Love comes in many different shapes and formsPublished 10:08am Friday, February 15, 2013
Column: Across the Pastor’s Desk, by the Rev. Nancy Overgaard
Chaplain at Thorne Crest Retirement Community
“We love because He first loved us.” — 1 John 4:19
It being so close to Valentine’s Day, it seems an appropriate topic for the week might be love, but what kind of love? (It also being the first week of Lent, I hesitate to focus on something other than Lent, but that will be the subject of my next article.) I often think and reflect on the title of a cantata sung by my choir during my brief stint with a choral group in Bible School. “No Greater Love,” by John W. Peterson, focuses on the greatest love ever shown, the love of God in giving his one and only son to die for our sins, and that of his son in laying down his life for ours.
I would like to focus on a different love, today, yet one that flows directly out of his.
While serving as a pastor in upstate New York, I invited my congregation and community to a showing of the World Wide Pictures movie, “A Vow to Cherish.” If you have never seen it, I highly recommend it. On the cover of the DVD, Ramona Cramer Tucker of Today’s Christian Woman magazine is quoted as saying the movie “Paints a compelling picture of forever love.” That is an apt description. The story is that of a woman diagnosed early in life with Alzheimer’s disease, the struggle of her family to adjust to the drastic changes, and the dedication of her husband to live out his vow to love and to cherish his wife in these unforeseen circumstances.
“Why did you want us to see that movie?” one parishioner asked of me. At the time, the fee for a public presentation of the movie was nearly $100. She wondered at my judgment in making that kind of investment. At the same time, in our own congregation was a young woman who had a progressively debilitating disease of her own. My answer was that, if after seeing the movie, her husband was inspired to live out the depth of love demonstrated by the husband in the movie it was worth every dollar. Another parishioner who appreciated the movie at the time later told me it meant all the more after she learned that a close friend had been diagnosed with Alzheimer’s disease. For me, the movie models a way to proactively live out love for a relative or friend in that devastating situation or in the face of any debilitating illness.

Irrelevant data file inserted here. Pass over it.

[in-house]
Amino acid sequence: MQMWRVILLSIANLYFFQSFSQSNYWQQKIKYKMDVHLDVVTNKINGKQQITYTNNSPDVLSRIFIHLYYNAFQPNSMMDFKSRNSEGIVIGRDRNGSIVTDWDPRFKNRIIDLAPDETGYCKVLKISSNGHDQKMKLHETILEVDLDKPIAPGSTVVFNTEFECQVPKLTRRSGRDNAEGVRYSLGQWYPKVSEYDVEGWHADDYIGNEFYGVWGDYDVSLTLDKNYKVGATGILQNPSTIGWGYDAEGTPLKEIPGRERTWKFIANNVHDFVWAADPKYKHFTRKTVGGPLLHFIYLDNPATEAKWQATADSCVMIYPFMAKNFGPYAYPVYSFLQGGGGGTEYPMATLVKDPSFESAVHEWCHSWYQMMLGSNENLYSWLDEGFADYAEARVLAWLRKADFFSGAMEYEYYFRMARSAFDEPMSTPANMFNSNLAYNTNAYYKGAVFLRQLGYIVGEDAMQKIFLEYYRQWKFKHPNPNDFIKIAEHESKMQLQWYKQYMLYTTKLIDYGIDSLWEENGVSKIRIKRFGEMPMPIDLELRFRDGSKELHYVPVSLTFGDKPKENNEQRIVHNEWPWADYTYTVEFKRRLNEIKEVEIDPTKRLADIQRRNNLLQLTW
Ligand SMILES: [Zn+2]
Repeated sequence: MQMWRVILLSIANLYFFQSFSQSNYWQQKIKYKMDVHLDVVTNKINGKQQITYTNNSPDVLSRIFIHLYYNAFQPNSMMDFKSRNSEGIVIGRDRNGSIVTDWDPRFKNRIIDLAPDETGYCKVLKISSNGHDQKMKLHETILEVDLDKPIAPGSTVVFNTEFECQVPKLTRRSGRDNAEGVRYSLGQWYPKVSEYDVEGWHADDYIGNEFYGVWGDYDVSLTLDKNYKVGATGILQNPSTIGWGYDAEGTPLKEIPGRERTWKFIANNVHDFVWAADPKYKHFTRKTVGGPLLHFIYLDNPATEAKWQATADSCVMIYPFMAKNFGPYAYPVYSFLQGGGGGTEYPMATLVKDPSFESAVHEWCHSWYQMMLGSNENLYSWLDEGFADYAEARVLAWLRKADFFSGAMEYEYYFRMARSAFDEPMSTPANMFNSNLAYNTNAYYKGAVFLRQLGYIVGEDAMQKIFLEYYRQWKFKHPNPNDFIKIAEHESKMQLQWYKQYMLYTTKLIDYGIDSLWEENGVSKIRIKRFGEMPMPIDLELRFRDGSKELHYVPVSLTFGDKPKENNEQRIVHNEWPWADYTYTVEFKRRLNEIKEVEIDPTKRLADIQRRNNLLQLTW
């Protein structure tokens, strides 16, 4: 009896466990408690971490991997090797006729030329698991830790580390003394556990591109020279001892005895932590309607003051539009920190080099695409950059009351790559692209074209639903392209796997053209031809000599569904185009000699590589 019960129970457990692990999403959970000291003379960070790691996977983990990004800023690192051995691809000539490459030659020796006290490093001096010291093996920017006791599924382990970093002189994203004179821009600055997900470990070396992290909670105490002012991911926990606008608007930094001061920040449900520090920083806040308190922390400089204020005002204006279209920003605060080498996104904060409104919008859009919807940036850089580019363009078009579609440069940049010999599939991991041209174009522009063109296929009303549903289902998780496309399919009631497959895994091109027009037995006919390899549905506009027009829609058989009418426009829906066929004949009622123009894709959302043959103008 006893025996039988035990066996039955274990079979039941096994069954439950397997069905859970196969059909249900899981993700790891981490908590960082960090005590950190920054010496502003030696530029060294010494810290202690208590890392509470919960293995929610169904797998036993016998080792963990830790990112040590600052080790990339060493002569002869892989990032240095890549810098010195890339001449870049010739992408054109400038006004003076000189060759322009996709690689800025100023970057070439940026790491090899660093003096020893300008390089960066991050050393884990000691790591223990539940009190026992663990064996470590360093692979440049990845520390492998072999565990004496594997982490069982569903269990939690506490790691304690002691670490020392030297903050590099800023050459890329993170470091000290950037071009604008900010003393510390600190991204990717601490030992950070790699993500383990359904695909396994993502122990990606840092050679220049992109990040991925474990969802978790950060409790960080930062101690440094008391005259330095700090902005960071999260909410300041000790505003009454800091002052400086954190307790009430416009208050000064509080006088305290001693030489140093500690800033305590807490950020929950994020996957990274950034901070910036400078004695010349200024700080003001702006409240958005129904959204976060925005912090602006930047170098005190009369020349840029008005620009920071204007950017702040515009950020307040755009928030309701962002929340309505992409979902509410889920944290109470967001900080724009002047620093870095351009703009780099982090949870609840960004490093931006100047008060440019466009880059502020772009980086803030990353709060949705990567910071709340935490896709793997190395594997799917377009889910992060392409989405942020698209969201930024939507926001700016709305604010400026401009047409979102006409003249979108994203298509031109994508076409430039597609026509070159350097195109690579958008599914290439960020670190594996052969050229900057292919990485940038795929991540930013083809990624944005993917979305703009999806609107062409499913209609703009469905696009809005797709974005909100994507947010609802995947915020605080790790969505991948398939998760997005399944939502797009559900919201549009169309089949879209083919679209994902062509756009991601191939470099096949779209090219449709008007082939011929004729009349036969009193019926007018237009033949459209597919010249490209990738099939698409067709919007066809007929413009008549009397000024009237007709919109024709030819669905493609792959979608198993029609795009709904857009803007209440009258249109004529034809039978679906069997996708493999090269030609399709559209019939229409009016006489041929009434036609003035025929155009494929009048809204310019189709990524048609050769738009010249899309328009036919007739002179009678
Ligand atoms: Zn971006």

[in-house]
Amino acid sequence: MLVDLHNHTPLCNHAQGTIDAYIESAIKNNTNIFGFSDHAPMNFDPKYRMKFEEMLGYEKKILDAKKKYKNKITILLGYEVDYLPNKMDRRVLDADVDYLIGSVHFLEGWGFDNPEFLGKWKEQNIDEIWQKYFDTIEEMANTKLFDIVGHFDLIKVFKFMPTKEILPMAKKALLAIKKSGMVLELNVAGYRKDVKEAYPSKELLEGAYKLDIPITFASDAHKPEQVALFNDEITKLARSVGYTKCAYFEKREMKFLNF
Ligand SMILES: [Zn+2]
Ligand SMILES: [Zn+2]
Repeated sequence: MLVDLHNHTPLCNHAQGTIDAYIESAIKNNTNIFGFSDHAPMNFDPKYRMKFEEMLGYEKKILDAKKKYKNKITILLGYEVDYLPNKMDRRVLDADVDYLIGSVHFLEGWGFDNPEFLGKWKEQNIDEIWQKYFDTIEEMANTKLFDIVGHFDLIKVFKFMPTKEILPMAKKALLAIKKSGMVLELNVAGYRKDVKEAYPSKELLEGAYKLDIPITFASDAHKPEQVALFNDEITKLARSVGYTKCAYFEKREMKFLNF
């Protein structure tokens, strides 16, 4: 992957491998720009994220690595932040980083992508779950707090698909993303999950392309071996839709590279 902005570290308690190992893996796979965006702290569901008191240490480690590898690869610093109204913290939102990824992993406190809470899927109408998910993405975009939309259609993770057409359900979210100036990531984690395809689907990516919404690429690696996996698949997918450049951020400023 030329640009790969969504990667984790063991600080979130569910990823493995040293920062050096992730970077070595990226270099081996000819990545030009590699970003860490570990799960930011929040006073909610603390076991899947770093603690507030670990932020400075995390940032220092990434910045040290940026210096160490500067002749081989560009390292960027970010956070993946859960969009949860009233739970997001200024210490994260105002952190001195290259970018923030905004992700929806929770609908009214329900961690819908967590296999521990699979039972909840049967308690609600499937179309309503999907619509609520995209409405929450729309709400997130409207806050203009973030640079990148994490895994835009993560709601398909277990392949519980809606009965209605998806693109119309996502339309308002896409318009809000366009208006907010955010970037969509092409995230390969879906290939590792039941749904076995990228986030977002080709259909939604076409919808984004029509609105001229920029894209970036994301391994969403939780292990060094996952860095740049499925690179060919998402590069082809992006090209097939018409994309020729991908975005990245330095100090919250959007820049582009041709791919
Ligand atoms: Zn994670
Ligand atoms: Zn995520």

Much as I love the movie, in some ways, I no longer need it. For, in my work as chaplain at the Thorne Crest Retirement Community, I see the same vow to cherish lived out every day by spouses one to another as they face the myriad health challenges that can confront those who live well into their 80s and 90s. From my high school days, I vaguely recall a cartoon or column that regularly featured a definition, usually humorous, of what love is. I dare say, if you are looking for a truly compelling definition of love, get to know some couples who have been married 60 or 70 years. I guarantee that a finer definition of love has never been written.
Never the less, I highly recommend the movie, “A Vow to Cherish.” May you find in it the inspiration to live out your own compelling love story!